One of the marvels of the mind is that once we learn to do complex tasks, they can become automatic and unconscious. For example, when you first learn to drive a car, learning to steer, brake, and judge various driving situations requires all of your attention. Eventually, however, driving becomes so automatic that you need pay little conscious attention to the many tasks involved. Even though you are making decisions every minute, you are unaware of most of them. Instead, you listen to the radio or talk to the passengers, giving driving only a casual thought.
Similarly, while growing up, we need to learn which activities are safe and dangerous, what our role is in society, how to achieve the things we want, and how to interact with others. By the time we are adults, most of this learning has become unconscious habit patterns. Most of our emotions are triggered by our interpretations of events. The thinking processes that produce these interpretations—as well as the actions we take – are mostly automatic and unconscious, like those involved in driving.
Since these automatic thinking patterns are developed in childhood, some of the reasoning behind them is faulty. But because they become automatic we are mostly unaware of them as we enter adulthood. Thus, everyone uses some faulty reasoning from time to time. Whenever you use a faulty pattern, you misinterpret and, hence, distort the events you are experiencing. Distorted thinking, then, can be defined as any reasoning process that distorts generally accepted reality. Distorted thinking is also a common source of inappropriate anger. Learning to reduce the amount of distorted thinking you use is therefore a good way to reduce the amount of inappropriate anger you experience.
The first step in reducing your distorted thinking is to become aware of when you are using it. Most of our nonconscious thoughts take the form of silent conversations in the mind called self-talk. Thus, you can identify the various forms of distorted thinking you use by noticing that specific words or phrases are present in your thoughts or speech.
While different types of distorted thinking sometimes overlap, memorizing specific labels for each form is very useful. The reason this approach is effective is due to what could be called the ‘new car’ principle: When you first buy a new car, you suddenly notice cars of the same make as yours wherever you go. It’s as if suddenly hundreds of them are everywhere, when prior to your purchase there were none. Actually they were always there—you simply didn’t notice them before. But because you put so much time, thought and effort into selecting this particular car, your mind now tends to notice this type of car wherever you go. A similar phenomenon happens when you identify different forms of distorted thinking. Taking time to memorize their labels and definitions helps you become aware of when you are using them, which in turn allows you to challenge them and replace them with more rational and realistic thoughts. As you become skilled at doing this, you will find it a powerful tool for reducing this common source of inappropriate anger.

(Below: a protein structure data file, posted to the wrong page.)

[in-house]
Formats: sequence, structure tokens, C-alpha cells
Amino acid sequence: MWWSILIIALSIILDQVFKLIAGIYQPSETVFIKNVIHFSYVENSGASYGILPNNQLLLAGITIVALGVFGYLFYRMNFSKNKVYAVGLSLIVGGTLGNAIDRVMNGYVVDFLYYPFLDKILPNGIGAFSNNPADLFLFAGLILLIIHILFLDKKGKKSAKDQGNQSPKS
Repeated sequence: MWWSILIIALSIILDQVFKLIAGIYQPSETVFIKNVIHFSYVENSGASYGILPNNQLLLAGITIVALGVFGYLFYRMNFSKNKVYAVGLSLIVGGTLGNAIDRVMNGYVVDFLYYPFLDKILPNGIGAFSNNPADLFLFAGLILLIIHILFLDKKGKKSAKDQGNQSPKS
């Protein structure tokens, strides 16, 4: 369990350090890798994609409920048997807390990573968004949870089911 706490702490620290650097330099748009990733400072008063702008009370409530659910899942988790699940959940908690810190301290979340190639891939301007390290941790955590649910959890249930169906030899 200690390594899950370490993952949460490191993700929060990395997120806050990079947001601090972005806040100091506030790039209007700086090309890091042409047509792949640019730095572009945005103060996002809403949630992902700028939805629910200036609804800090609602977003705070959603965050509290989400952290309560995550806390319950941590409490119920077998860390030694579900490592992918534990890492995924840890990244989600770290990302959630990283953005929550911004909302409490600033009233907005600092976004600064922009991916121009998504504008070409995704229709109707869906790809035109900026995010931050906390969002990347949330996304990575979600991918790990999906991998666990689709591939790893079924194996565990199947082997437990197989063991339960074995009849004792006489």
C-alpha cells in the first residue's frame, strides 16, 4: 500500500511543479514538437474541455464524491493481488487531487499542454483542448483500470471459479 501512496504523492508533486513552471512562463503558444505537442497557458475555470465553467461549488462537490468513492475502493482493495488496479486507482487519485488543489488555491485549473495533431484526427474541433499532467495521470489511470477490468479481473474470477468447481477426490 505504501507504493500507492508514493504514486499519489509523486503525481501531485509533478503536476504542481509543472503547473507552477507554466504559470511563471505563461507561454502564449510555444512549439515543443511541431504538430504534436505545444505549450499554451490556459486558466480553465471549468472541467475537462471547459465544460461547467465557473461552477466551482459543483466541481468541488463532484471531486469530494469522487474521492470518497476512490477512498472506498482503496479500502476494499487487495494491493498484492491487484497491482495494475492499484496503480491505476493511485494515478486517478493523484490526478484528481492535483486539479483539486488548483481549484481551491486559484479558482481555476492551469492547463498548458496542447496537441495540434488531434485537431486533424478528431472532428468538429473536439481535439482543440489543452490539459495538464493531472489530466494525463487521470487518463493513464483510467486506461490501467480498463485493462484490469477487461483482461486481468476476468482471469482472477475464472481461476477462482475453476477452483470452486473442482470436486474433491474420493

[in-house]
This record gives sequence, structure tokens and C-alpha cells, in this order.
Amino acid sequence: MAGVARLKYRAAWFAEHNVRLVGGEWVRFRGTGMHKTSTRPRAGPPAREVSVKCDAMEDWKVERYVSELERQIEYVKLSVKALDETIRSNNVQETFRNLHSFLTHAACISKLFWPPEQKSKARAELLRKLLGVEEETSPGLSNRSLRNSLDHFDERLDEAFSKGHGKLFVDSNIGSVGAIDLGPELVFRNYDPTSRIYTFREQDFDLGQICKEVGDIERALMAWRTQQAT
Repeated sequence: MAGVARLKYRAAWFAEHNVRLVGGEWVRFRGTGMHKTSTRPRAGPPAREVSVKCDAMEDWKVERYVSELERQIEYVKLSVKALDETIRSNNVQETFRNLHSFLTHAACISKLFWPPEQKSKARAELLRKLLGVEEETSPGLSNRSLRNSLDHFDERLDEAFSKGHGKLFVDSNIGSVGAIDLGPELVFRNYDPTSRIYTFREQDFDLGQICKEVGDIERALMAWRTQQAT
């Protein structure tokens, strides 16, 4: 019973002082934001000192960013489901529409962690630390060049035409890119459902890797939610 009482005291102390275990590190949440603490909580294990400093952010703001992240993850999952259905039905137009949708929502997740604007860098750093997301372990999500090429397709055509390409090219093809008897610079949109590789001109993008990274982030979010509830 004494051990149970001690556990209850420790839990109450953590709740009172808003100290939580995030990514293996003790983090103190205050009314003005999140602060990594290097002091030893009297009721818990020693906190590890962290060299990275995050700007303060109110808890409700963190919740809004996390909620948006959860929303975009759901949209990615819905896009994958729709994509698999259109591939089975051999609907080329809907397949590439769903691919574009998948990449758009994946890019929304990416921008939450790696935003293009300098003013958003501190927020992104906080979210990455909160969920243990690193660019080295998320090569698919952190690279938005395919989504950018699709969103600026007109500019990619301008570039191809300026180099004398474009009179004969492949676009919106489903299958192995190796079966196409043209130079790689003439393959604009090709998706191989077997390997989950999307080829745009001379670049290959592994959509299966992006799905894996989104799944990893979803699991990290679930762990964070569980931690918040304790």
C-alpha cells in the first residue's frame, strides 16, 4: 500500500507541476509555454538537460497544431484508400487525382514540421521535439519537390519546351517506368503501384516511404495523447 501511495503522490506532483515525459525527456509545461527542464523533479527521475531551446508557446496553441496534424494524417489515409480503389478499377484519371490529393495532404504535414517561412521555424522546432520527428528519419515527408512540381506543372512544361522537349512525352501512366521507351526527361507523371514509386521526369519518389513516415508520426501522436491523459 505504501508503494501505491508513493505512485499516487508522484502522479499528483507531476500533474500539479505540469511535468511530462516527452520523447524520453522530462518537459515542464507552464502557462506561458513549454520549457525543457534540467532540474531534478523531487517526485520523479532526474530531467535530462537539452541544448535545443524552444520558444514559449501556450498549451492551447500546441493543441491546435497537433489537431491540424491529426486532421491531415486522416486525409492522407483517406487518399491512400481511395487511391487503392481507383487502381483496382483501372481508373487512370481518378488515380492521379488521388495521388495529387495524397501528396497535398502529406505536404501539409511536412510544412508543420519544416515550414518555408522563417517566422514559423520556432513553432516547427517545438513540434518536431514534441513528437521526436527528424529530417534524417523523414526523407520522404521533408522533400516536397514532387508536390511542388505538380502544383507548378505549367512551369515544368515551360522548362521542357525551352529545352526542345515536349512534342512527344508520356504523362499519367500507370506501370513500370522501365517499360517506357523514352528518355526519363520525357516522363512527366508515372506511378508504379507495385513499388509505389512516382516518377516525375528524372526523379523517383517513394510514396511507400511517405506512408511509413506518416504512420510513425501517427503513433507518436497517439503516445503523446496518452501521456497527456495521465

Common Forms of Distorted Thinking
Should/Must Thinking: The transformation of personal choices, wants, or preferences into universal absolutes. This is usually done by thinking in words and phrases such as ‘should’, ‘must’, ‘ought’, and ‘have to’.
Examples: “I have to get an A.” “People should be fair.” “I have to be on time.” Should/must thinking also can be expressed indirectly through:
Circular questioning: The repeated asking of questions that are irrelevant or have an answer you already know but are unwilling to accept.
Common examples include “Why am I like this?” “Why can’t I change?” “How could he/she do that?” and “How could that happen?”
Circular questions are the result of hidden should/must rules: “Why am I like this?” = “I shouldn’t be like this, Why can’t I change?” = “I should change” “How could he/she do that?” = “S/he shouldn’t do that” “How could that happen” = “That shouldn’t happen”
Can’t thinking: The use of the word ‘can’t’ to describe a need, want, decision, or choice.